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Sir Winston Churchill on the sanctity of life

Prime Minister Winston Churchill

The new book God & Churchill: How the Great Leader’s Sense of Destiny Changed His Troubled World and Offers Hope for Ours by Jonathan Sandys (great-grandson of Sir Winston Churchill) and Wallace Henley delves into a lesser explored aspect of Churchill’s life: his Christian faith.

Throughout the book we see clear insight as to what made Churchill an upright wartime leader. In sharp contrast to Adolf Hitler, Churchill was undergirded with humility in his appreciation for the dignity of all human life, even the lives of those behind enemy lines. Churchill included the unborn in his concern…

Churchill, in his admiration for the Sermon on the Mount, would have known what Jesus taught about retaliation, and he may have recognized his own failure to measure up in his practical management of the war. This awareness may have helped to produce the humility that Churchill sometimes exhibited. More important, it could have made him realize how much he needed grace.

Whatever the case, Churchill’s heart ached for many years. During his 1949 trip to the United States, someone told him about a monument to the Hiroshima victims at Alamogordo, New Mexico, where the atomic bomb had been tested. Churchill wondered aloud if this meant the Americans “had a bad conscience because the atom bomb was dropped.” Randolph, Churchill’s son, remarked that saturation bombing during the Second World War was “an equal horror.” Churchill’s eyes filled with tears as he talked about the bombing of Germany’s cities. “Tens of thousands of lives were extinguished in one night,” he said. “Old men, old women, little children—yes, yes, little children about to be born.”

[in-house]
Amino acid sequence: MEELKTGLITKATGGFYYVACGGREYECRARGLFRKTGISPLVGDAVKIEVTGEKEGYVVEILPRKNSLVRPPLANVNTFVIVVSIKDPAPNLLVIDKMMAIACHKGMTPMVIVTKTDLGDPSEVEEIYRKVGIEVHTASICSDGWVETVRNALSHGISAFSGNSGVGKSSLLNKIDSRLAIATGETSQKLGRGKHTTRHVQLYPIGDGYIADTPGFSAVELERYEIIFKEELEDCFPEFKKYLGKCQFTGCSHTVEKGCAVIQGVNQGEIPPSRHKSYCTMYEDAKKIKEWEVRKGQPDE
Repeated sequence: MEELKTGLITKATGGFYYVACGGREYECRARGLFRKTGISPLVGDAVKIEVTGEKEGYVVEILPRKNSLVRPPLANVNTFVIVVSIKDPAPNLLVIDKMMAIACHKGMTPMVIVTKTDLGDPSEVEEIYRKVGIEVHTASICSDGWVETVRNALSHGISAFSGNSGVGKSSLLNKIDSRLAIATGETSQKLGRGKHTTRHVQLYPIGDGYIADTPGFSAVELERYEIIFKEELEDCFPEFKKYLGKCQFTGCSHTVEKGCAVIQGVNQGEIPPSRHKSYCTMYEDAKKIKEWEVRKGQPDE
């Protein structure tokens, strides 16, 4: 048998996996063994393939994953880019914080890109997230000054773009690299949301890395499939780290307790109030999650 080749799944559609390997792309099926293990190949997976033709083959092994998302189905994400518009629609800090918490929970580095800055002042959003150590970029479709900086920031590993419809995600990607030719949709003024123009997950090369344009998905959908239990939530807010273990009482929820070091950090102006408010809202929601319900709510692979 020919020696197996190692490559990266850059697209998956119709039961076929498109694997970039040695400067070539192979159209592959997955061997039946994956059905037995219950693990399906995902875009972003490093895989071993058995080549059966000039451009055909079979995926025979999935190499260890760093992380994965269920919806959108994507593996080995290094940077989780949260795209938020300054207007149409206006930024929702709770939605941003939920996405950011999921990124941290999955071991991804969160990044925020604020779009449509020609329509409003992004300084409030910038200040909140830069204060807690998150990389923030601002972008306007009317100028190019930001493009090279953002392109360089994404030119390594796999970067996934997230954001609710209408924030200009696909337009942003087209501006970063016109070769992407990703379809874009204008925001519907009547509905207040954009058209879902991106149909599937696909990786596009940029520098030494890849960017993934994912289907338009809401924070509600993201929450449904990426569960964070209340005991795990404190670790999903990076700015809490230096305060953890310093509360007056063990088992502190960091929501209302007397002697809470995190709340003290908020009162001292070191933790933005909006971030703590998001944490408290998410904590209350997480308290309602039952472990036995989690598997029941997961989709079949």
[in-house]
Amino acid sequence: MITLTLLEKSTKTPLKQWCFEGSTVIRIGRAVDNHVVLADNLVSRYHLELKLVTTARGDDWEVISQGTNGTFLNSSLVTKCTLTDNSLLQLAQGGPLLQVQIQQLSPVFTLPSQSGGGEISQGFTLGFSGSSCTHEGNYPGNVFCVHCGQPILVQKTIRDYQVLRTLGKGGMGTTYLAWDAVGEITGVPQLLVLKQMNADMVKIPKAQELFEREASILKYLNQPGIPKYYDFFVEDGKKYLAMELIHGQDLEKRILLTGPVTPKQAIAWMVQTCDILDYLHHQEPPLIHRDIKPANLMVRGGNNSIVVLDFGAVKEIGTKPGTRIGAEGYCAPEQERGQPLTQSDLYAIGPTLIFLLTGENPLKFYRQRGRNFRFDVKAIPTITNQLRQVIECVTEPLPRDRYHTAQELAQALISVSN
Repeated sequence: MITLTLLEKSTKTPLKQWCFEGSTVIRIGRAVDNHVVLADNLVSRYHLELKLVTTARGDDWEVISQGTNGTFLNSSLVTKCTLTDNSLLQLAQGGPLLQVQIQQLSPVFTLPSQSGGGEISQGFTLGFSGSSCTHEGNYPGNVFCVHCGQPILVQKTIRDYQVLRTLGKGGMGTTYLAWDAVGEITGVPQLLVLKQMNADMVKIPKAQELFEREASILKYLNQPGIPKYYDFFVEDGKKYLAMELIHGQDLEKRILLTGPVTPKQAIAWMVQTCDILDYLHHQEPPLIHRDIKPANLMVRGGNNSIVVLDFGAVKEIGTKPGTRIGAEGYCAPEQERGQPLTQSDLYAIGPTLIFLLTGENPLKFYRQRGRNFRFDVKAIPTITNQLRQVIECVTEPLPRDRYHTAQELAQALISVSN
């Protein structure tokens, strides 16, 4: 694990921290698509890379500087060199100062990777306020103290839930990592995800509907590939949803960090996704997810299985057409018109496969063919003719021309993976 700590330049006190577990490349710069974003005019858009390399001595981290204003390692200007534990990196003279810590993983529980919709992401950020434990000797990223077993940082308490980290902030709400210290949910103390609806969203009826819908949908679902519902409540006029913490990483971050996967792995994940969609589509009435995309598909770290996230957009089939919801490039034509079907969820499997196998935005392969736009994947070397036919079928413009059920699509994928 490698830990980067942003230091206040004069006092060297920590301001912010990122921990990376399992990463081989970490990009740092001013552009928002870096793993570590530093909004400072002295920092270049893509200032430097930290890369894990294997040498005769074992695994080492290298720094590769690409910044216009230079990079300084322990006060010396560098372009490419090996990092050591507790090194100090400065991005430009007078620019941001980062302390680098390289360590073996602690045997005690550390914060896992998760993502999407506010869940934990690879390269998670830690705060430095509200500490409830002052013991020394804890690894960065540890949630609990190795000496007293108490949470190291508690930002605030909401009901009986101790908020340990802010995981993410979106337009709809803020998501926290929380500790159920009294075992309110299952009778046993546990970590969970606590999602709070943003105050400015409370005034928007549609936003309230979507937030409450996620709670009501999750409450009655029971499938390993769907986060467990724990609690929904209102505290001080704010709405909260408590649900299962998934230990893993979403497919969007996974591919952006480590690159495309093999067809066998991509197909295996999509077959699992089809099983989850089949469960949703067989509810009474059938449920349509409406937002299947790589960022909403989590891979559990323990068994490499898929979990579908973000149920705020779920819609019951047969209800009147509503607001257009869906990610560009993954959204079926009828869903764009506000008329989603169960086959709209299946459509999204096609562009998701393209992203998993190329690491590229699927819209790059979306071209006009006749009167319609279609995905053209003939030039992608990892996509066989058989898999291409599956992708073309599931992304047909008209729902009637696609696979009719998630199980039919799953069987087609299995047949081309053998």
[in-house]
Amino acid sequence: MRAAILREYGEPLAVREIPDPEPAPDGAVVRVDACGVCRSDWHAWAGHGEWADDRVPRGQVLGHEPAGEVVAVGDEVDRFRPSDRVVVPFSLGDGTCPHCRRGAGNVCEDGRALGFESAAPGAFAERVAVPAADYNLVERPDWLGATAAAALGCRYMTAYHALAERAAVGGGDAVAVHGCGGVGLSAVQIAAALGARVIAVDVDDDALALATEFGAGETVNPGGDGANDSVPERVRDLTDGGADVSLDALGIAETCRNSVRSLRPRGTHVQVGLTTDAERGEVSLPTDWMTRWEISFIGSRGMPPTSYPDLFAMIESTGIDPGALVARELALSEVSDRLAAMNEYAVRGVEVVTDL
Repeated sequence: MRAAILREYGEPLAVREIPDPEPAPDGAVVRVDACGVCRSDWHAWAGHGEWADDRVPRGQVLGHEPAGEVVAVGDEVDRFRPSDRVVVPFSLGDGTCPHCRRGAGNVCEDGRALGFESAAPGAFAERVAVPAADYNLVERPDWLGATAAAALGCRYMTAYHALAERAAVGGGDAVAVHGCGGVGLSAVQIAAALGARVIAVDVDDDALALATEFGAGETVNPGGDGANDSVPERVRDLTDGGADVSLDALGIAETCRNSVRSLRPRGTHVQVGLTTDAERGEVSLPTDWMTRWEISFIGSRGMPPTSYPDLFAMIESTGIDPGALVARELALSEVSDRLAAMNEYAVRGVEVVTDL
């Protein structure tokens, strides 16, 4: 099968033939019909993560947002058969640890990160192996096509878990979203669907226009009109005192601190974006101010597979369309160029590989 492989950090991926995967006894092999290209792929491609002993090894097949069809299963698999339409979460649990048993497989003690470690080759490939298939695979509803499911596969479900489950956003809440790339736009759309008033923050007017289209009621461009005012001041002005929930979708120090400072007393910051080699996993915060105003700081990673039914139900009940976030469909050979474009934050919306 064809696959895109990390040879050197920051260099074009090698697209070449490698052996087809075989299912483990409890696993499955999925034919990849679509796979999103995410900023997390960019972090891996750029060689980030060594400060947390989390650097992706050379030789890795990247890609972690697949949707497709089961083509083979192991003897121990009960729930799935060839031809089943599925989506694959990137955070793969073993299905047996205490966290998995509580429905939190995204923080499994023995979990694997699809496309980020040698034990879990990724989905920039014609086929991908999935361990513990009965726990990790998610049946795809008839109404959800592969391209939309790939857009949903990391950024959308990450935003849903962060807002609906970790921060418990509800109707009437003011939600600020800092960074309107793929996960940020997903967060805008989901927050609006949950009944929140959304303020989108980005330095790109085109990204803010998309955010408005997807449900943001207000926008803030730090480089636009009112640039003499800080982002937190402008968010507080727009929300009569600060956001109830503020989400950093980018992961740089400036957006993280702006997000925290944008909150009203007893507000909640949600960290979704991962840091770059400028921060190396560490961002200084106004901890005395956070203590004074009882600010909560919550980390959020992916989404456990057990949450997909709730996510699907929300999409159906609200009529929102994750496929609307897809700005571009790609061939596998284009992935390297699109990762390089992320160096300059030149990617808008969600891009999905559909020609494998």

God & Churchill, pg. 110-111

God & Churchill: How the Great Leader's Sense of Destiny Changed His Troubled World and Offers Hope for OursAnother touching moment appears in Churchill’s letter to his wife when she was expecting a new baby after the loss of their toddler daughter, Marigold, who had died of septicemia. Clementine wrote to her husband about her continuing grief, and he replied,

I think a gt deal of the coming kitten & about you my sweet pet. I feel it will enrich yr life and brighten our home to have the nursery started again. I pray to God to watch over us all.

Don’t store up treasures here on earth, where moths eat them and rust destroys them, and where thieves break in and steal. Store your treasures in heaven, where moths and rust cannot destroy, and thieves do not break in and steal. Wherever your treasure is, there the desires of your heart will also be.

God & Churchill, pg. 112-113

Learn more about Churchill’s worldview in the book God & Churchill, and in my interview with Jonathan Sandys for The Daily Caller. The History Author Show has a segment on this new book as well.

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